The, uh, stuff that dreams are made of.
Attending a ball in Vienna is like stepping into the pages of a fairy tale: it takes place in an enchanted setting and brims with magical elements, folklore and fantasy. My husband and I had the wonderful opportunity to waltz into the fairy tale that is the Philharmoniker Ball in Vienna last Thursday evening as the guests of Alexa Wesner, the U.S. Ambassador to Austria, and her husband, Blaine, a venture capitalist. One of Vienna’s premier annual social events, the Philharmoniker Ball dates back to 1924 and none of the splendor and pageantry has been lost in the years since. Ladies still wear ball gowns, men don white tie, tails and medals and debutantes come from all over Europe to be presented to Vienna society. Join us as we take you inside the 2015 Philharmoniker Ball.
Our fairy tale evening began with a divine private dinner hosted by the Ambassador and her husband at the Palais Coburg, a grand palace completed in 1845 that now serves as a five-star hotel and has one of the finest wine collections in the world. Thanks to the generosity of another of the evening’s guests, our dinner included one of the most prized bottles in the Palais Coburg collection: a Balthazar (the equivalent of 16 standard wine bottles) of one of the most delicious and complex wines I’ve ever had the pleasure to taste: a 1961 Premier Grand Cru Classe Chateau Latour.
At 10 pm, the official start time of the Ball, we arrived at the event venue, The Wiener Musikverein, a magnificent neoclassical concert hall built in 1863 that is home to the Vienna Philharmonic. It is worth noting that The Musikverein was so well designed and constructed that, despite the fact that it has none of the modern applications of acoustics science, it is regarded as one of the finest concert halls in the world. One need only hear how the orchestra sounds fill the 161-foot long and 59-foot tall Golden Hall to understand why.
Colorful flowers lined the many balconies and stairwells of The Musikverein
Following the opening ceremony, the dignitaries were seated behind the Philharmonic for the orchestral performance and presentation of the debutantes
Upon arriving, Ambassador and Mr. Wesner excused themselves to participate in the Ball’s opening ceremonies while we took our seats in a loge overlooking the dance floor. From there, we watched the dignitaries proceed ceremoniously into the Golden Hall to the same Richard Strauss music that has been played at every Philharmoniker Ball opening procession since 1924. Vienna’s respect for history and tradition was palpable.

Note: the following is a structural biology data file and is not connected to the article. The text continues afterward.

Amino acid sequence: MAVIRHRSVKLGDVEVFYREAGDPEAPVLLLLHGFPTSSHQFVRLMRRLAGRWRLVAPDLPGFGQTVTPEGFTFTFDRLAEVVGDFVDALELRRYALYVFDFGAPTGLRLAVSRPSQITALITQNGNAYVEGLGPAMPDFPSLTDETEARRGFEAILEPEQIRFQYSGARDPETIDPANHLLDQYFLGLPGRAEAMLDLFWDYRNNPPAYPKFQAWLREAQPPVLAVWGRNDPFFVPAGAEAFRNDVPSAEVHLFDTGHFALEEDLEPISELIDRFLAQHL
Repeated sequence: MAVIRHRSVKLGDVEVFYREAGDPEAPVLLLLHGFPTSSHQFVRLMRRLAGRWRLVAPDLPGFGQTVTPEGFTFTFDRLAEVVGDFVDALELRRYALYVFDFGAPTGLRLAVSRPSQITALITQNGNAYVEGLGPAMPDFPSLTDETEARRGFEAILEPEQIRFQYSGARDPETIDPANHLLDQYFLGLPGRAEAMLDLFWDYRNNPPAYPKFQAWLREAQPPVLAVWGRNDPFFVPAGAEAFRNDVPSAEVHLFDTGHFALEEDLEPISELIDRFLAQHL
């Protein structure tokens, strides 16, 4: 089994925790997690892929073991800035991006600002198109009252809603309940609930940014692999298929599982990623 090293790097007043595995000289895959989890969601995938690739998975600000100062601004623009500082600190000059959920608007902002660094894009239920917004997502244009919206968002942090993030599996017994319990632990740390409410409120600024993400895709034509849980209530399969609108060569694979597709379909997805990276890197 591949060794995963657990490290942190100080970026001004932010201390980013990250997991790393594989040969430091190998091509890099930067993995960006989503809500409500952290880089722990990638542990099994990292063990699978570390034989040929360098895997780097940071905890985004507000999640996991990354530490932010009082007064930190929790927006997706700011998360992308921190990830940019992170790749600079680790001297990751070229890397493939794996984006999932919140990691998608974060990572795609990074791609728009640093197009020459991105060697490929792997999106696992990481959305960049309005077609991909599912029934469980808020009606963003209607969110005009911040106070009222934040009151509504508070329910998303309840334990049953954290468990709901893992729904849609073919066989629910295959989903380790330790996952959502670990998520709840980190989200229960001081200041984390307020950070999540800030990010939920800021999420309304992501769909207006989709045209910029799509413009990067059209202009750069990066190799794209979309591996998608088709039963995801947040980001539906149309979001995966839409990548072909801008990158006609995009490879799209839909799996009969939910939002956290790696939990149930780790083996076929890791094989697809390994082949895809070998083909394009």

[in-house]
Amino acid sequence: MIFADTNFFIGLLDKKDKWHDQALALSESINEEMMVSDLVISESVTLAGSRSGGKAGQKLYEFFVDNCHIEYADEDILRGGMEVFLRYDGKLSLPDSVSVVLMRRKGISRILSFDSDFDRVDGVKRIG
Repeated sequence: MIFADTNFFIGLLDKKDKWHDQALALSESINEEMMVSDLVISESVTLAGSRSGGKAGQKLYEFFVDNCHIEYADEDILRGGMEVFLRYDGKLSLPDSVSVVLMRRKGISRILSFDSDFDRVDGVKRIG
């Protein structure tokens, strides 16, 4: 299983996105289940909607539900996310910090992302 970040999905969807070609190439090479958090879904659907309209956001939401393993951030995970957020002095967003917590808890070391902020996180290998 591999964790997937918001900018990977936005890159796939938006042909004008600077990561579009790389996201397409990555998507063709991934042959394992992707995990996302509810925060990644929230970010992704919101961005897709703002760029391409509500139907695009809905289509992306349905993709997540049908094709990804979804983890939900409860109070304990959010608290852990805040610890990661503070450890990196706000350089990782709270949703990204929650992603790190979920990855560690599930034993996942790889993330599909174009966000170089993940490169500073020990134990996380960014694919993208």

The debutantes present themselves to Vienna society
The Vienna Philharmonic performs at the 2015 Philharmoniker Ball
Once the dignitaries took their seats behind the Philharmonic, the hundreds of debutantes, all wearing white ball gowns and crystal treble clef pins in their hair, walked into the Hall holding the hands of their dance partners. They entered to great fanfare and soon began to waltz counter-clockwise around the floor in breathtaking harmony. At the conclusion of their dance, the Master of Dance, a dance barker of sorts and the only official to speak during the entire evening, proclaimed “Alles Walzer!”, which signaled to the crowd that it was time to join the debutantes on the dance floor.
Debutantes waltzing at the Philharmoniker Ball
Over the course of the next six hours, the Philharmonic, the Großes Ballorchester under the direction of Helmut Steubl and the Tom Henkes Dance Band played a steady stream of Viennese waltzes, polkas and big band numbers ensuring that there was a little musical something for every dancer. At midnight and again at 2 am, the Master of Dance led a still-teeming dance floor in a Quadrille, a fun, Simon-says-type dance that originated in France in the 1700s and features four couples dancing in a square formation.
Unable to decipher the German directions being given by the Master of Dance, we chose to watch the Quadrilles from the loge while sipping Champagne and nibbling on a late-night snack of traditional Vienna sausages with mustard and horseradish.
Ambassador Wesner looked regal in a garnet-hued Valentino gown and low chignon and her husband, Blaine, was elegance personified in an impeccably tailored tailcoat.
I chose a red silk, chiffon and tulle bias-cut gown by American couturier, Robert Danes, as a nod to the official color of Austria.
Shortly before 3 am, we left the still-crowded Ball and headed to the beautiful and historic Hotel Sacher for some post-Ball revelry. At 5 am, we called it a night. And what a night it was…a fairy tale night, once upon a time.
Cat’s Meow Moments: Entering The Musikverein’s Golden Hall and being overwhelmed by the sheer grandeur and historic significance of the space, seeing the magnificent floral arrangements throughout the building, listening to the lively sounds of one of the world’s finest orchestras play in one of the world’s finest concert halls, watching the hundreds of debutantes and their partners waltz in perfect unison, taking to the dance floor with my husband and dancing the dizzying Viennese Waltz (albeit not always in perfect unison), seeing the tremendous joy and fellowship that goes with Quadrille dancing, and basking in the formality and elegance of Austrian culture and tradition.
Introductory photo: Judy Garland
Introductory quote: The Maltese Falcon, 1941